6d

8d

d5

4e

a9

6c

56

f4

ea

65

7a

ae

08

c

ba

78

25

2e

1c

a6

b4

c6

e8

dd

74

1f

4b

bd

8b

8a

d

70

3e

b5

66

48

03

f6

0e

61

35

57

b9

86

c1

1d

9e

e

e1

f8

98

11

69

d9

8e

94

9b

1e

87

e9

ce

55

28

df

f

8c

a1

89

0d

bf

e6

42

68

41

99

2d

0f

b0

54

bb

16

2. Advanced Encryption Standard AES is based on Rijndael algorithm which is a symmetric block cipher that processes fixed data of 128-bit blocks. It supports key sizes of 128, 192 and 256 bits and consists of 10, 12 or 14 iteration rounds, respectively. In this paper, we will present the 128-bit version of AES with 10 rounds. Each round mixes the data with a round key, which is generated from the encryption key. The AES encryption structure is shown in Figure 1. The cipher maintains an internal, 4×4 matrix of bytes referred to as State, on which the operations are performed. Initially, State is filled with the input data block and XOR-ed with the encryption key. Regular rounds consist of operations called SubBytes, ShiftRows, MixColumns and AddRoundKey. The last round bypasses MixColumns transformation. SubBytes transformation uses 16 identical 256-byte substitution table called S-box as shown in Table 1. SubBytes can be implemented either by computing the substitution or using look-up-table (LUT). ShiftRows is a cyclic left shift of the second, third and fourth row of State by one, two, and three bytes, respectively. MixColumns performs a modular polynomial multiplication on each column. During each round, AddRoundKey performs XOR with State and the round key. Round key generation (key expansion) includes S-box substitutions, word rotations, and XOR operations performed on the encryption key. Depending on the security level required for the application, AES uses different key lengths.

Fig. 1 AES Encryption Structure

IJCSNS International Journal of Computer Science and Network Security, VOL.9 No.9, September 2009

3. Literature Review Since 2001, many implementations have been presented showing different possible design to achieve highest throughput as well as compact area [10]. For embedded applications, the focus is on the reduction of area rather than the throughput. Therefore, several implementations with small logic requirements have also been published [9]. Research efforts to achieve further acceleration in throughput along with efficient utilization of memory and other FPGA resources are also underway [1, 11-12]. Numerous efforts to implement AES using ASICs are also presented [13-14]. Gielata et al. [15] presented hardware implementation of AES-128 cipher standard on FPGA technology. Since in many network applications software implementations of cryptographic algorithms are slow and inefficient, so to solve those problems, custom architecture in reconfigurable hardware was proposed to speed up the performance and flexibility of Rijndael algorithm implementation. They have reported to achieve the maximum speed and efficiency of cipher process, and have rather proposed pipeline architecture of AES modules using simulations and synthesis of VHDL code utilizing Virtex-4 series of Xilinx FPGA. McLoone et al. [16] discussed high performance single chip FPGA implementations of the Rijndael. These designs were implemented on the Virtex-E FPGA family of devices. Gaj et al. [17] presented and analyzed the results of implementations of all five AES finalists using Xilinx FPGAs. Rady et al. [18] presented hardware implementation of optimized area for the block cipher AES-128 using FPGA. The proposed architecture was implemented in Spartan-3 XC3S400-5 chip with area utilization of 2699 slices and achieving a throughput of 10 Mbps. Pramstaller et al. [19] presented a compact implementation of AES encryption and decryption with all key lengths using a novel State representation, which solves the problem of accessing both rows and columns of the State. Saleh et al. [20] proposed new hardware architecture for AES algorithm over GF (256) and has compared it against two AES hardware structures which were iterative looping and ten rounds pipeline approach respectively. Standaert et al. [21] addressed various approaches for efficient VirtexE FPGA implementations of the AES Algorithm. From the studies presented above, FPGAs are considered one of the important hardware platforms and integral part for the cryptographic algorithms implementation. FPGAs offer much easier and reasonably cheap solution for the implementation of cryptographic algorithm [10].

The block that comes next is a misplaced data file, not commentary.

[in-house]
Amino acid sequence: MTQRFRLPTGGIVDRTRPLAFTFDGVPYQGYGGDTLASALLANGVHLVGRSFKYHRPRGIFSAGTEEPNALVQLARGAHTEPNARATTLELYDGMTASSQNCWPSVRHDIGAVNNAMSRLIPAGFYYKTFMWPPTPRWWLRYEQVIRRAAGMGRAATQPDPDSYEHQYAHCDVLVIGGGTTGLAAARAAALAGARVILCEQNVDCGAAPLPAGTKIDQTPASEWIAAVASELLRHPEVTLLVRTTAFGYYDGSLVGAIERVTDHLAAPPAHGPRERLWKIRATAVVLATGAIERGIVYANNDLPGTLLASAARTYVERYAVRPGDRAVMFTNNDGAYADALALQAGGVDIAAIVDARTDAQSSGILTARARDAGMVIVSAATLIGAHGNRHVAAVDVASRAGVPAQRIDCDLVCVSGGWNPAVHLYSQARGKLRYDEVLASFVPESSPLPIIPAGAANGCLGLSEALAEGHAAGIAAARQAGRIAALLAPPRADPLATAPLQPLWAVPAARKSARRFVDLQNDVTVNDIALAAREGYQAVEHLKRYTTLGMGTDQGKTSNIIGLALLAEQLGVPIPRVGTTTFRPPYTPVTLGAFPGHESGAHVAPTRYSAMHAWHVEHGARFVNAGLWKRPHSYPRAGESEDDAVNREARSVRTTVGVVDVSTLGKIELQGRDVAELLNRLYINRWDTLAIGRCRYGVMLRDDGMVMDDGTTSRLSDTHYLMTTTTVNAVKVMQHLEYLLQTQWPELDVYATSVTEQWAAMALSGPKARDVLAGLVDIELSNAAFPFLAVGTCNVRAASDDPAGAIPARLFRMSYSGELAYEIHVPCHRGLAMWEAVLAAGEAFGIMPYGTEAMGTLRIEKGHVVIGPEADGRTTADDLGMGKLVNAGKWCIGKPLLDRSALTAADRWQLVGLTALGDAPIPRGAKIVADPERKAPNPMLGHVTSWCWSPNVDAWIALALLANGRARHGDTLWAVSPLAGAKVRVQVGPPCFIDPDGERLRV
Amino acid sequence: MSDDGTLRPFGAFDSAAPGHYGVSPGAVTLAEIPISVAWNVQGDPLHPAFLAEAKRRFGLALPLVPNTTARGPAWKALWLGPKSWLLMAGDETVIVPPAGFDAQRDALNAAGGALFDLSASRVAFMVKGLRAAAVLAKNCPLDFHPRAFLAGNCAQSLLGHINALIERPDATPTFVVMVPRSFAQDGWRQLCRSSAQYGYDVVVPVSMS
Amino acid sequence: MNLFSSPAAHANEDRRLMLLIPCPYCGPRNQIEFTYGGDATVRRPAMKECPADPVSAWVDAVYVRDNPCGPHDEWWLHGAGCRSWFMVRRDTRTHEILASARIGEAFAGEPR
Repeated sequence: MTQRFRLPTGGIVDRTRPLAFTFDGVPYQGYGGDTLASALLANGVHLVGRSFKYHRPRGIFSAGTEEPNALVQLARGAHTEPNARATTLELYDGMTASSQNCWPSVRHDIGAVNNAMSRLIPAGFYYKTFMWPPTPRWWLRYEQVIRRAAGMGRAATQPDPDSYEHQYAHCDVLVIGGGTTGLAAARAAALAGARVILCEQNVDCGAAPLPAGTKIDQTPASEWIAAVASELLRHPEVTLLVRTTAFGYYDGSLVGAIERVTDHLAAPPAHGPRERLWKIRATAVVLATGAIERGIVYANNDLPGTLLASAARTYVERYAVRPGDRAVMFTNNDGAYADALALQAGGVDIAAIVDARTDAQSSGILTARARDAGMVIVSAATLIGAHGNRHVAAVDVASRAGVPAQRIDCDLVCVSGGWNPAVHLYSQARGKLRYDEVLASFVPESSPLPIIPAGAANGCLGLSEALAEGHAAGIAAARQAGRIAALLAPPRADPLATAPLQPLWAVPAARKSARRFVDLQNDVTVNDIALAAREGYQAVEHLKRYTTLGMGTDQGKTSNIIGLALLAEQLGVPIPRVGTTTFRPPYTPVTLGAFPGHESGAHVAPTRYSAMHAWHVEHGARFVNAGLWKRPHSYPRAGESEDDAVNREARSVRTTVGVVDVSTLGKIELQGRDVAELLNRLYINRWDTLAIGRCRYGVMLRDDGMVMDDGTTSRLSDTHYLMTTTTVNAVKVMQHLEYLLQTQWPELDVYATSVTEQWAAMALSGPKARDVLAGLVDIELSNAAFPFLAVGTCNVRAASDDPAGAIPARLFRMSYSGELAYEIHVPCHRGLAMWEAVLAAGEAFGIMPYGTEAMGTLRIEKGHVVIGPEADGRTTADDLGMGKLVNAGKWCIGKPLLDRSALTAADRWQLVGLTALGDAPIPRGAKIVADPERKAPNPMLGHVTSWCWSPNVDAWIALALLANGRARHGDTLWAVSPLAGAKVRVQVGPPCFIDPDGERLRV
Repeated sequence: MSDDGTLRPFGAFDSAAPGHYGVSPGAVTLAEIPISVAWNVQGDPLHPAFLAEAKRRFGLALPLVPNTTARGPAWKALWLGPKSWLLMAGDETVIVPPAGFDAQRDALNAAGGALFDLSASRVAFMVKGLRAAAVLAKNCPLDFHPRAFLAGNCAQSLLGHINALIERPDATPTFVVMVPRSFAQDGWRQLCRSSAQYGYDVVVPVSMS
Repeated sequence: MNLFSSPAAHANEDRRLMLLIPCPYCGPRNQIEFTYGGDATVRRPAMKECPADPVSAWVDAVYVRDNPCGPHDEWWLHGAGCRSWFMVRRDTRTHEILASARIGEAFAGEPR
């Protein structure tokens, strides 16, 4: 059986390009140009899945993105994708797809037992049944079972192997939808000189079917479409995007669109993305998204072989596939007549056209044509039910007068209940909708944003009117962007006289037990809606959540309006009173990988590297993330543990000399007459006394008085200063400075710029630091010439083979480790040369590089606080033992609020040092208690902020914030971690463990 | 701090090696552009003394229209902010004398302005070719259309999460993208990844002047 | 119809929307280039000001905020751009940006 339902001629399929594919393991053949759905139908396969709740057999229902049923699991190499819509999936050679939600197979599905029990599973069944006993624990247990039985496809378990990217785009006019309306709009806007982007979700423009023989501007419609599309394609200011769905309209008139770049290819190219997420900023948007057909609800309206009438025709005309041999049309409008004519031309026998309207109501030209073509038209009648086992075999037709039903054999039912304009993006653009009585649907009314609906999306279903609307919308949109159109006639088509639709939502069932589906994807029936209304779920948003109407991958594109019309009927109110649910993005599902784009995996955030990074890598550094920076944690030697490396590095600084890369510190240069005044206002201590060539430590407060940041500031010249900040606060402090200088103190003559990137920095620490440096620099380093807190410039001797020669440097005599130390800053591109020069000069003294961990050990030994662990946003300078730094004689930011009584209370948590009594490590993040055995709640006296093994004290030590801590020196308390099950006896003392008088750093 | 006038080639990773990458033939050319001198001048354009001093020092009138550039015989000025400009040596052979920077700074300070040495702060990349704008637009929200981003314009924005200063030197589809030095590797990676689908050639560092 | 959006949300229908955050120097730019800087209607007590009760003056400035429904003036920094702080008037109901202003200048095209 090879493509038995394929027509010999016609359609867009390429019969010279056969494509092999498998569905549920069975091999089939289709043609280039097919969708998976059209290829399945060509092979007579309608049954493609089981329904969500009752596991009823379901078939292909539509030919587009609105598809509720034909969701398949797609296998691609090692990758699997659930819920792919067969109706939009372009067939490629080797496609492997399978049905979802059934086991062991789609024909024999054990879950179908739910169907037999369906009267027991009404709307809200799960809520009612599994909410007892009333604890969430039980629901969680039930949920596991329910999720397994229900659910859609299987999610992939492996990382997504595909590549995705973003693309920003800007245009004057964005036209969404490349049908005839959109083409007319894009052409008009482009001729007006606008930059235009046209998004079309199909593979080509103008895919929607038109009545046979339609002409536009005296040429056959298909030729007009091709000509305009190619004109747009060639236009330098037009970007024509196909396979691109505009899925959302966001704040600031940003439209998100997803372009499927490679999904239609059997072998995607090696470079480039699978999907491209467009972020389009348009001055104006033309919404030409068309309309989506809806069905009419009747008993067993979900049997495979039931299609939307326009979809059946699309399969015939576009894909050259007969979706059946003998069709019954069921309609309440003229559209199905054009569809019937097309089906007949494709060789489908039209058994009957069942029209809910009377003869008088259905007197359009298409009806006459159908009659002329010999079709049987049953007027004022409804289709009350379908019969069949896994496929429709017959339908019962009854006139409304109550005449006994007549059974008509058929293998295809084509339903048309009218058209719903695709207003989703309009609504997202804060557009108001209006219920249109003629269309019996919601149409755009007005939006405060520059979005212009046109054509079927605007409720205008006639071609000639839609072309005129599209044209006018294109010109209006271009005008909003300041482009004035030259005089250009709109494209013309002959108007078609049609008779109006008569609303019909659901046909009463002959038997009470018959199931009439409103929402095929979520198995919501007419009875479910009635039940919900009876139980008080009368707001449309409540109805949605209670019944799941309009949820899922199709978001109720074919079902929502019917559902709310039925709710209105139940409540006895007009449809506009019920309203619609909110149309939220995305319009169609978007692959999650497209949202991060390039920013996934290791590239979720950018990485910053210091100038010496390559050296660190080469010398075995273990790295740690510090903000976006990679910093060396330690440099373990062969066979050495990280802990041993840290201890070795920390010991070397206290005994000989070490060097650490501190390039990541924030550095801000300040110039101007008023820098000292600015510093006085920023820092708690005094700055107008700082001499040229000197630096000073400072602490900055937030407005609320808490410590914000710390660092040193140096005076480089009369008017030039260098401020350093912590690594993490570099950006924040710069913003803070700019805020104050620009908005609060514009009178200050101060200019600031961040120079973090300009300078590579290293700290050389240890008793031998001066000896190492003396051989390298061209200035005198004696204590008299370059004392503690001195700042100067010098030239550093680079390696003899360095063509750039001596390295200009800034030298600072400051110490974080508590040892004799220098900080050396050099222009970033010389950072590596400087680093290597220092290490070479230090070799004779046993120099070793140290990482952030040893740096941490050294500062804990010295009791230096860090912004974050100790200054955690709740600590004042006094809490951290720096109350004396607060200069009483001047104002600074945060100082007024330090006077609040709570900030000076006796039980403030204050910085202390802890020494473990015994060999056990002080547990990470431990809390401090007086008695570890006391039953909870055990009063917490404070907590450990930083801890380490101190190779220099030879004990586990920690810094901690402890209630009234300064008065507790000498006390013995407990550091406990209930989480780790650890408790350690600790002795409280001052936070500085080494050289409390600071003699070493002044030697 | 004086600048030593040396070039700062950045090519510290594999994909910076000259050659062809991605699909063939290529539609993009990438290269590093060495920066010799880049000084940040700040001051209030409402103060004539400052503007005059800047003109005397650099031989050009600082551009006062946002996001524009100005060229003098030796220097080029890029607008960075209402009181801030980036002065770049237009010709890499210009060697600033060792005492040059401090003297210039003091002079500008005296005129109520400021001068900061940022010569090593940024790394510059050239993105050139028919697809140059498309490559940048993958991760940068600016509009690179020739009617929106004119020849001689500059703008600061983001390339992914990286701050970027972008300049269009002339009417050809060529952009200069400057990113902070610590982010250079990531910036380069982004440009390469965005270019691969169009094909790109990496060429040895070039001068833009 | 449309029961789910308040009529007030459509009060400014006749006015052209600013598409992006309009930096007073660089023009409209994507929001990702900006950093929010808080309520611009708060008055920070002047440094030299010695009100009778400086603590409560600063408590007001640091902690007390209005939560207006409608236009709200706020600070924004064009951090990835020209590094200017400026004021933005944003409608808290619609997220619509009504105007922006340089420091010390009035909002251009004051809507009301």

61

4. Implementation Results The design of AES is done using VHDL and implemented in a Xilinx Virtex-5 XC5VLX50 (package: ffg676, speed grade: -3) FPGA using the ISE 9.2i design tool. Figure 2 and 3 shows the block diagram of AES and FPGA layout respectively. Figure 4 illustrates the timing simulation of AES. Table 2 summarizes the FPGA implementation results of AES using modular approach. It describes the selected target Xilinx FPGA device, encryption throughput achieved, timing reports and the overall device utilization.

Fig. 2 Block diagram of AES

Fig. 3 FPGA Layout of AES

IJCSNS International Journal of Computer Science and Network Security, VOL.9 No.9, September 2009

62

Fig. 4 Timing simulation of AES

Table 2: Implementation Results

Target FPGA device

Virtex-5 XC5VLX50

Encryption throughput

4.34 Gbps

Timing Report Speed grade Max. clock frequency Min. period Min. input arrival time before clock Max. output required time after clock

-3 339.087 MHz 2.949 ns 1.983 ns 2.610 ns

Device Utilization Number of Slice LUTs Number of occupied Slices Number of fully used LUT-FF pairs Total equiv. gate count for design Block RAMS

1338 / 28800 4% 399 / 7200 5% 260 / 1338 19% 11926 Zero